Thursday, November 26, 2009

First, Do No Harm

'Primum non nocere' - first, do no harm - is a classic axiom of physicians. Easy to say and remember, correct to the point of truism, it may be hard to observe always in practice.

Prophylactic therapy is especially likely to challenge the axiom. Treatment is prescribed to reduce the risks of future illness, although the person is well at the time. The risks of treatment now are justified if much greater future risks can be mitigated or averted.

Treatment of high blood pressure is a common example. The intention is to reduce the chance of future cerebral haemorrhage [stroke], kidney damage, and heart failure. The general and specific side-effects of therapy are judged less significant than the risks of devastating future disease.
Anti-hypertensives commonly dull the enjoyment of life. Tiredness, lack of energy, low mood, loss of libido and similar symptoms seem to accompany significant lowering of blood pressure, whatever the regimen. I used to teach, half in jest, that telling a patient the blood pressure is high and tablets should be taken indefinitely will change a person in robust health into a complaining neurotic.
And there are also the complications specific to the particular drugs prescribed.
In my experience stopping blood-pressure treatment guarantees a grateful patient.

Anti-coagulant therapy is an especially difficult type of prophylaxis. Abnormal blood clotting may cause serious or fatal embolism: clot which is dislodged from its point of origin, to be carried in the blood-stream until finally it impacts and obstructs an artery; the tissue supplied by that artery loses its blood supply and is damaged or dies - the process of infarction.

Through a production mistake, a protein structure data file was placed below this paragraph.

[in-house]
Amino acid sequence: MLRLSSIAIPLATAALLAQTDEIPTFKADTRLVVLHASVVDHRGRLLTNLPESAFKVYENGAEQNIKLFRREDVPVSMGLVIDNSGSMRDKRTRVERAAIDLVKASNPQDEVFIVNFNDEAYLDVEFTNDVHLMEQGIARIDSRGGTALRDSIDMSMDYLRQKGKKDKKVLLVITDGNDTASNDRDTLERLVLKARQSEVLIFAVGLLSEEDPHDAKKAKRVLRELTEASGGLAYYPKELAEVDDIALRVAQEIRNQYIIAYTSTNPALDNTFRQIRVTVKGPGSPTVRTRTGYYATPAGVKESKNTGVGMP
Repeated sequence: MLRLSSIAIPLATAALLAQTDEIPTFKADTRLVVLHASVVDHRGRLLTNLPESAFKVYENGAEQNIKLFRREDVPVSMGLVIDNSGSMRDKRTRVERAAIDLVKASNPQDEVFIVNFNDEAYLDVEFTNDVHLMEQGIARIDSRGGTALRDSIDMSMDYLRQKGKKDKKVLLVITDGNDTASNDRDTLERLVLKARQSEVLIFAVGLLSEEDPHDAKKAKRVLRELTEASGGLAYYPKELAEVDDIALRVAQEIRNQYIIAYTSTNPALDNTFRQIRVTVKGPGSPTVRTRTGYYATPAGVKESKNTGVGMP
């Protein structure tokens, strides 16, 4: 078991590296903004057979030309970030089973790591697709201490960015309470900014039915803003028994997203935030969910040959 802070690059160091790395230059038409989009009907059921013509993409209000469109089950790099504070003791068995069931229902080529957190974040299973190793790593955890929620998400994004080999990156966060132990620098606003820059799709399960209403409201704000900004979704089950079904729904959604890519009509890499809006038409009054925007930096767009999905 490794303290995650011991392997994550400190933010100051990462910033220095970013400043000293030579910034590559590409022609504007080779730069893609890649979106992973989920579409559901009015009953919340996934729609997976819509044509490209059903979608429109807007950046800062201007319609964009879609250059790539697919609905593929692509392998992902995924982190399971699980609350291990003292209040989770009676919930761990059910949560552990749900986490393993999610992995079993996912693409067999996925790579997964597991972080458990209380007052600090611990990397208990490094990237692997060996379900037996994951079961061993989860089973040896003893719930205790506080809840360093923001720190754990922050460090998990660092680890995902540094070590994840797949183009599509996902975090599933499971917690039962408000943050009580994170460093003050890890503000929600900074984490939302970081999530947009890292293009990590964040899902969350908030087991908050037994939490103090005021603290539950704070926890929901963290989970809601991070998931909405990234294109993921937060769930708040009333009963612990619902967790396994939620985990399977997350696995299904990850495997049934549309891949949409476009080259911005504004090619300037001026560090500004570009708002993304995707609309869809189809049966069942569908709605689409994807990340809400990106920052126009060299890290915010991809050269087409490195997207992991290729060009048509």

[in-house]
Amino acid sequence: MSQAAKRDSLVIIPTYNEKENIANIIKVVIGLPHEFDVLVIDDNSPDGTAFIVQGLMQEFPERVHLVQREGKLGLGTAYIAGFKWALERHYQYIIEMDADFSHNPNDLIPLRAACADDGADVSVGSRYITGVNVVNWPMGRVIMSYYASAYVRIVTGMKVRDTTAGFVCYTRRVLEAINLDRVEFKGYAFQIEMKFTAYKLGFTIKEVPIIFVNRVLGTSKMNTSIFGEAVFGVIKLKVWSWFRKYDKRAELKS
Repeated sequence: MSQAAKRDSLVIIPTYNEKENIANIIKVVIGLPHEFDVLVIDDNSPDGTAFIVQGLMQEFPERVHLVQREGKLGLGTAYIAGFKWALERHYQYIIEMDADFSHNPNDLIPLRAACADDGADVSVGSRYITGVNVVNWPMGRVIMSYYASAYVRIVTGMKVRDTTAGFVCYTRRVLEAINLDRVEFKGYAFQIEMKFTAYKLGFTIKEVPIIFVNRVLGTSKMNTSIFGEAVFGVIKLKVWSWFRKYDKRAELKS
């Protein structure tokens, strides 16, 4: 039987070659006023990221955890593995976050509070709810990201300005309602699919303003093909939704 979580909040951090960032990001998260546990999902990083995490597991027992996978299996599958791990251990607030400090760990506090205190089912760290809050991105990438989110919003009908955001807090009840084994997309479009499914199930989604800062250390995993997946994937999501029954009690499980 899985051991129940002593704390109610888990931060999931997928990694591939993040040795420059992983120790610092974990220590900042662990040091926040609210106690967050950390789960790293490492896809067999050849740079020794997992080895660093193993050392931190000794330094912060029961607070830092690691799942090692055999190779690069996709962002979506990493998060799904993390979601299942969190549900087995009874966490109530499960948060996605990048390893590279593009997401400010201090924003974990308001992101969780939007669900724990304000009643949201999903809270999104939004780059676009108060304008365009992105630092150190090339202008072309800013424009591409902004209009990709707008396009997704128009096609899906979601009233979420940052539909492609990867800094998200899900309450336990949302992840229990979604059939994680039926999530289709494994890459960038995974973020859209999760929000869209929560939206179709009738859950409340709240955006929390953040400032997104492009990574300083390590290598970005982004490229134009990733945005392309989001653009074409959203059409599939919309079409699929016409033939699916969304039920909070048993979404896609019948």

Pulmonary embolism is a dreaded complication of surgery to the abdomen, pelvis, hips or legs. Clot forms in pelvic or leg veins, usually with no warning signs. Eventually clot breaks loose, is swept by the blood to the right heart and then into the pulmonary artery. Sometimes the clot is big enough to obstruct the main pulmonary artery, causing sudden death. Smaller clots may obstruct a major branch of the pulmonary artery, causing shock and collapse.

Routine post-operative use of heparin greatly reduces the risk of pulmonary embolism. Modern preparations of heparin make this prophylaxis safe, but the drug must be given by subcutaneous injection.

But heparin use is not without risk.
A 30 year old woman in her first pregnancy gave a family history which was not fully understood. Consequent testing of her blood-clotting system showed a minor abnormality, which in theory might predispose to thrombosis. The doctor prescribed heparin, despite the lack of a history of thrombosis, and her pregnancy.
I was alarmed. I worried about the hazards of heparin in a pregnant woman, especially during labour and delivery. I know that in pregnancy strange things happen to sophisticated blood tests; I doubted the reliability of the abnormal result.
But I was only a relative: I had no clinical responsibility.
In the event she delivered a healthy baby, but had a postpartum haemorrhage estimated at more than 1 litre. She recovered well without transfusion, but she came close to it.